Psychosocial factors

A job content questionnaire (JCQ) (Karasek et al., 1998), a four-point Likert scale, from strongly disagree to strongly agree (Karasek, 1997), was used to study seven subscales: decision authority (three items), skill discretion (six items), psychological job demand (nine items), physical job demand (five items), supervisor support (four items), co-worker support (five items), and residents / their family support (four items). JCQ was found to have high validity in another study (Karasek, 1997). The Cronbach alpha of JCQ was .75 (Cheung et al., 2018) which showed that JCQ is reliable. The sum of subscales was used for data analyses.

Other work-related factors

Work-related factors were assessed by three individual single items, job satisfaction, job stress, and intention to leave the job. Job satisfaction and job stress were indicated by a four-point Likert scale, and intention to leave the job was indicated with dichotomous responses. Also, the participants’ current work ability was self-assessed by rating from 0 (completely no work ability) to 10 (completely full ability). Apart from this, three options (no, not sure, and surely yes) were used to assess the participants’ perceptions of whether their health conditions would allow them to work in the coming two years (Cheung et al., 2018).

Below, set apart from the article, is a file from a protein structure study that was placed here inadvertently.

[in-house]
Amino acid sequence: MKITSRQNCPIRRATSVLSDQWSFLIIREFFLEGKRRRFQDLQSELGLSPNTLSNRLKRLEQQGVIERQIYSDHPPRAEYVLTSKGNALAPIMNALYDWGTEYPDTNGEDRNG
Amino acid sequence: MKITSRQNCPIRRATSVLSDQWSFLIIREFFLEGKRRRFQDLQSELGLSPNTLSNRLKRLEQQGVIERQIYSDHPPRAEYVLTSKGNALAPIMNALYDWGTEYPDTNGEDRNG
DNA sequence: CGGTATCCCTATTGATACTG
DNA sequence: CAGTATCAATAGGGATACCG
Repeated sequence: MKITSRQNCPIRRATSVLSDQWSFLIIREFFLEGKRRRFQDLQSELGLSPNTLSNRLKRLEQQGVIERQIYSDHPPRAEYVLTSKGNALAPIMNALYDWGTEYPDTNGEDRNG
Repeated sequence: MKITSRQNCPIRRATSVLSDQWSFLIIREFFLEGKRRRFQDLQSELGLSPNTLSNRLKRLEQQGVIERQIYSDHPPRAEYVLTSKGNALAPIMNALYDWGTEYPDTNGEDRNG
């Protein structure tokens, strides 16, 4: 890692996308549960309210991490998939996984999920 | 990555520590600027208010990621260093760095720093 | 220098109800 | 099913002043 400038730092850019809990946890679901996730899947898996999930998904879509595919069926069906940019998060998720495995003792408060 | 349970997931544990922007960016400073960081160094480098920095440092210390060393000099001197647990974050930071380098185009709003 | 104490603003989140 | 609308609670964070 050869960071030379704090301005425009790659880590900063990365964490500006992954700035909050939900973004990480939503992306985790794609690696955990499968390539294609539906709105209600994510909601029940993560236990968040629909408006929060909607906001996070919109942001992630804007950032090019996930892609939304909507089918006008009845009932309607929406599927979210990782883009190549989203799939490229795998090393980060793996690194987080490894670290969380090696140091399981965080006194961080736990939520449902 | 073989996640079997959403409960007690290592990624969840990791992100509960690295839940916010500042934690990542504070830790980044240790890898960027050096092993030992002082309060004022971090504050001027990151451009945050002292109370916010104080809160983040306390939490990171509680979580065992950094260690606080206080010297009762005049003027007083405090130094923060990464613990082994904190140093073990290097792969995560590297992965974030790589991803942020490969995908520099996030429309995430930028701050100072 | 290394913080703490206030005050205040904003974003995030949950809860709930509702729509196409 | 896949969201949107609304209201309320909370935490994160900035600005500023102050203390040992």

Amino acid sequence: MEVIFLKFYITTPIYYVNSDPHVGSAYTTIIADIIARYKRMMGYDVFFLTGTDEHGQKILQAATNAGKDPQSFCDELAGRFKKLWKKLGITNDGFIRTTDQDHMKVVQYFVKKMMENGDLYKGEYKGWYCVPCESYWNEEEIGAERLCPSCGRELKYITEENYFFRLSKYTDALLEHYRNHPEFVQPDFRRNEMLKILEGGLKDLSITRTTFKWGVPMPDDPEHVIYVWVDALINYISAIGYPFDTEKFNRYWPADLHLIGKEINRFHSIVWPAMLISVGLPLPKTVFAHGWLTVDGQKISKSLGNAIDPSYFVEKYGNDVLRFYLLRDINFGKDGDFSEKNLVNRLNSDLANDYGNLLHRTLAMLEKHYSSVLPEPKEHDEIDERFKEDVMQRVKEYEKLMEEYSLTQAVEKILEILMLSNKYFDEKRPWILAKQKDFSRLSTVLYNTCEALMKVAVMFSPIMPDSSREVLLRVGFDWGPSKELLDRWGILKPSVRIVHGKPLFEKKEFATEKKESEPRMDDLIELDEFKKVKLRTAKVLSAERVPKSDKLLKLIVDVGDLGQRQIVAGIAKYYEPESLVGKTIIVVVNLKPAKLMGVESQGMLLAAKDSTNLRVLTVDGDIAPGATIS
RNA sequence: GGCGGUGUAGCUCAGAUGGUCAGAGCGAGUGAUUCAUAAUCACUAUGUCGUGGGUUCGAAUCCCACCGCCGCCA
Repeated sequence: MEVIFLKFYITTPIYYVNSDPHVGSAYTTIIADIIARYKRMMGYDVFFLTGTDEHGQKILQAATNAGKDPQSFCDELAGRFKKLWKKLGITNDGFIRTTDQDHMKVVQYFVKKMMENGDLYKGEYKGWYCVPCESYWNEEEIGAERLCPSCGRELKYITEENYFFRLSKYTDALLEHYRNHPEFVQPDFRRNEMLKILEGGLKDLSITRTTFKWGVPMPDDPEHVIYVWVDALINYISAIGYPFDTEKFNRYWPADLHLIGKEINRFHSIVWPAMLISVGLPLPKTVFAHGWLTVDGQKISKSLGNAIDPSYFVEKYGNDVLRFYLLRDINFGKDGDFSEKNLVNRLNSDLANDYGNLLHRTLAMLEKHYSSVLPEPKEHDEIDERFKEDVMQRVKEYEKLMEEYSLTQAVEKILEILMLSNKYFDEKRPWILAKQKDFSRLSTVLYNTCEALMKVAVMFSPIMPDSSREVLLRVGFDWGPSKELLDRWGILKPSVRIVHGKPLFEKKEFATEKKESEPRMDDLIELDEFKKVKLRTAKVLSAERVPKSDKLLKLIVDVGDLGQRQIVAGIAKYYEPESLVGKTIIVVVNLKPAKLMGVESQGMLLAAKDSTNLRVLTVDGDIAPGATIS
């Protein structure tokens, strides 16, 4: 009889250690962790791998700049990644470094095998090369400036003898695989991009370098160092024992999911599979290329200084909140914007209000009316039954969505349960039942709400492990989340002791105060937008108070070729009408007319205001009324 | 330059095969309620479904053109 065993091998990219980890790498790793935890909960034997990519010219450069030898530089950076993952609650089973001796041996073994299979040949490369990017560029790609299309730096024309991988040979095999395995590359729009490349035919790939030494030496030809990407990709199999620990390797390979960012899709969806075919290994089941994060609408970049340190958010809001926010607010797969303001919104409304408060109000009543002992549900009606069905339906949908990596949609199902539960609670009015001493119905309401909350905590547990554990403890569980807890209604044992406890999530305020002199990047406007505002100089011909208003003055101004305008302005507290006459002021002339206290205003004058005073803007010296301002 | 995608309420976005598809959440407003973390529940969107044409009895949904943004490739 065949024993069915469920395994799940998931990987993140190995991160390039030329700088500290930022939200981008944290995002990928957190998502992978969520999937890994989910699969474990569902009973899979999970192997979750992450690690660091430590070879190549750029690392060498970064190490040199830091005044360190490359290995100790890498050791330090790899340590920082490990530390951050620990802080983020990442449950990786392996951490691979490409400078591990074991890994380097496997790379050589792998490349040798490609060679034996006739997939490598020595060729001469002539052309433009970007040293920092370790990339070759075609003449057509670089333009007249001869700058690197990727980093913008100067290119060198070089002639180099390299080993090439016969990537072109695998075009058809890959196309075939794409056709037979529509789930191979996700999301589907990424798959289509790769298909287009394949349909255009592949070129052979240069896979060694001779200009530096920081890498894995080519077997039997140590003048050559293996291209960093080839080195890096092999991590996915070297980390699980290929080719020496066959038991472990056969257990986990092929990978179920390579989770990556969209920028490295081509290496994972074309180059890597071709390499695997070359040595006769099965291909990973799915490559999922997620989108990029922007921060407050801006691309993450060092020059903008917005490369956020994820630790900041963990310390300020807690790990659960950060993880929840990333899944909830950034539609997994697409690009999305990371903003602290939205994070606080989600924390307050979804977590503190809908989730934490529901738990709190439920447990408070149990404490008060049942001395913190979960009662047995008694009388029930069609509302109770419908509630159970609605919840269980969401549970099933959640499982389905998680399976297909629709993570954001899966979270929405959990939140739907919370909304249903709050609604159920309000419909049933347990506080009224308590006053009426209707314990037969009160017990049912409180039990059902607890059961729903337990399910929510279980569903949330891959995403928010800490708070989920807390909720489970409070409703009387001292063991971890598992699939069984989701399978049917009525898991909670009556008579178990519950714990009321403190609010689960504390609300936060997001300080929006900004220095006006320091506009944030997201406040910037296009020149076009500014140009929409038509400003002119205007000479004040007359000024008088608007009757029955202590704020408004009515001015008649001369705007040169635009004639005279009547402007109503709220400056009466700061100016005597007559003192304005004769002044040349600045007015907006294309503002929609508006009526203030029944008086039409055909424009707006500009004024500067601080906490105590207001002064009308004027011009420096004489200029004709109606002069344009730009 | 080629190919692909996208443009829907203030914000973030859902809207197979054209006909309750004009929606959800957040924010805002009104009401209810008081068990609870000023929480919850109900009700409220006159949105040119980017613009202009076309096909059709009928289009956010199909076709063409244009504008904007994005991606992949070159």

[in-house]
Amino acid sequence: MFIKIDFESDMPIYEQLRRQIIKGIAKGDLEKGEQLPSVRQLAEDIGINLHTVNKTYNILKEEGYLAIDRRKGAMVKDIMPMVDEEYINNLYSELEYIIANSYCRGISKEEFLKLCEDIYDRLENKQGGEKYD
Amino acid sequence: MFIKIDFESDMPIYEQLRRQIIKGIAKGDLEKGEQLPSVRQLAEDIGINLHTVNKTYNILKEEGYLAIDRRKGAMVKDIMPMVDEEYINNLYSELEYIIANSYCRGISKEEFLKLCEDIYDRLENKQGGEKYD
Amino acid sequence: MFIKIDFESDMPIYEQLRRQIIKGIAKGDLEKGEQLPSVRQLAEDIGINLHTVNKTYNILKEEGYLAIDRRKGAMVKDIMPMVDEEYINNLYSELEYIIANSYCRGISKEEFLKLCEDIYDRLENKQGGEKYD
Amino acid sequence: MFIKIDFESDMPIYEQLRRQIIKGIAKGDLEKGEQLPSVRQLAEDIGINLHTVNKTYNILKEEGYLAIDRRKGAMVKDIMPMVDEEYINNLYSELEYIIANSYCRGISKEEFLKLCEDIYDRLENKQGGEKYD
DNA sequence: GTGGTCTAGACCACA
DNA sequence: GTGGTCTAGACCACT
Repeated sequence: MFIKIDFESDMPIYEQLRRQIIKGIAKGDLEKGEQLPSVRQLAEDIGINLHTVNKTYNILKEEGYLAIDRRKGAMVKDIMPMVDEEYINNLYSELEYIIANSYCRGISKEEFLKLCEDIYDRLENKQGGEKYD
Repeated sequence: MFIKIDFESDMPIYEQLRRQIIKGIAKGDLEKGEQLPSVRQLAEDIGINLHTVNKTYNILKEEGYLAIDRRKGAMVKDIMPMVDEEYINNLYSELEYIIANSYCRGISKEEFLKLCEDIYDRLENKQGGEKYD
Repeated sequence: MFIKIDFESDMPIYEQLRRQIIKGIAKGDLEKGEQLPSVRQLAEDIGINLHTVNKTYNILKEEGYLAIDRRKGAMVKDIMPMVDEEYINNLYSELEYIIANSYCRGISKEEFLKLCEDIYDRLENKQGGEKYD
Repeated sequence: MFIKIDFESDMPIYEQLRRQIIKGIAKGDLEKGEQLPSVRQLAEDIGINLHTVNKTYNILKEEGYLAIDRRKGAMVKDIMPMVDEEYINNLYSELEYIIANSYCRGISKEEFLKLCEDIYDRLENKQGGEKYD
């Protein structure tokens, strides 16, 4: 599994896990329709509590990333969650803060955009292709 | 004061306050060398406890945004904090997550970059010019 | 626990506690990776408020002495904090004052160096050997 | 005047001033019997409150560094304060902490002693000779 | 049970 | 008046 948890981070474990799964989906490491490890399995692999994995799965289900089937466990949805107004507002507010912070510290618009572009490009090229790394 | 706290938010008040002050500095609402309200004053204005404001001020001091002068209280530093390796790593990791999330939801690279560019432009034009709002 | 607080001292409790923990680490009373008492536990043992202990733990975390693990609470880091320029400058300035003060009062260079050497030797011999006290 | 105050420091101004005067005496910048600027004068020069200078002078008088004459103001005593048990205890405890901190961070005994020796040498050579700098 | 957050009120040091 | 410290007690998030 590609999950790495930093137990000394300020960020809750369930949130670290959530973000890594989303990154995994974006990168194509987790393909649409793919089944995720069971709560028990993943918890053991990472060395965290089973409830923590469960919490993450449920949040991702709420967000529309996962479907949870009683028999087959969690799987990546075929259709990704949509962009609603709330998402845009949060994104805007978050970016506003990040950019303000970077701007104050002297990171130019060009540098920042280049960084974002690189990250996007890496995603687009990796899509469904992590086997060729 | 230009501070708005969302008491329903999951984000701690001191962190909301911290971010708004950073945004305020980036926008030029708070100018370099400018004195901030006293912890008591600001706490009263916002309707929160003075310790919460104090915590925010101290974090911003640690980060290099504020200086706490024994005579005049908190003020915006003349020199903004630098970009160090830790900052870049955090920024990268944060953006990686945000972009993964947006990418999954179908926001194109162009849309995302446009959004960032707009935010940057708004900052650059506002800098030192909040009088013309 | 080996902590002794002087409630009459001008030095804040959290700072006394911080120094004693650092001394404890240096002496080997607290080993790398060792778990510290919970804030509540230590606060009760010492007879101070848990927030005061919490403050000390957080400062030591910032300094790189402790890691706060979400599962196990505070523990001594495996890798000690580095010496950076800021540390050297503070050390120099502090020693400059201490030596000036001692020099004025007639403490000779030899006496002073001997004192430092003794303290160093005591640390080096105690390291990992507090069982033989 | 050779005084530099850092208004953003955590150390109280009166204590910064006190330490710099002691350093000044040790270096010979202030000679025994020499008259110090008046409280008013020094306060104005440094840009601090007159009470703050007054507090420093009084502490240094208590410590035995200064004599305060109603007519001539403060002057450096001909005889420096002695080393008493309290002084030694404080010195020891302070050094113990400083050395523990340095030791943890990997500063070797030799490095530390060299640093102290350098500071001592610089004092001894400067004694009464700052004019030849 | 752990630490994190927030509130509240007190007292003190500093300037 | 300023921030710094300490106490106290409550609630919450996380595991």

Demographic data

Age, gender, marital status, education level, self-rated health, exercise patterns, smoking habits, history of surgery, job title, overtime work, lifting/ transferring training, years of work experience, body mass index (kg/m2), and waist-to-hip ratio were included as demographic data in the study (Cheung et al., 2018). 

Data analysis

IBM SPSS Statistics version 26 (IBM Corp., Armonk, NY, USA) was used for data analysis. There was .22%–1.36% of missing data for the independent variable while there were no missing data for shoulder WRMSs (Cheung et al., 2018). To compare NAs with and without shoulder WRMSs, chi-square and independent sample t-tests were used for the bivariate analysis. Significant associated factors were then analyzed further by multivariable logistic regression. Nonetheless, after multicollinearity screening, the total workstyle variable had high correlation .91 with working through pain subscales. Working through pain was selected for logistic regression analyses instead of the total workstyle since other subscales in workstyle were not statistically significant. P-values < .05 were considered statistically significant in all analyses.

Results

Characteristics of the NAs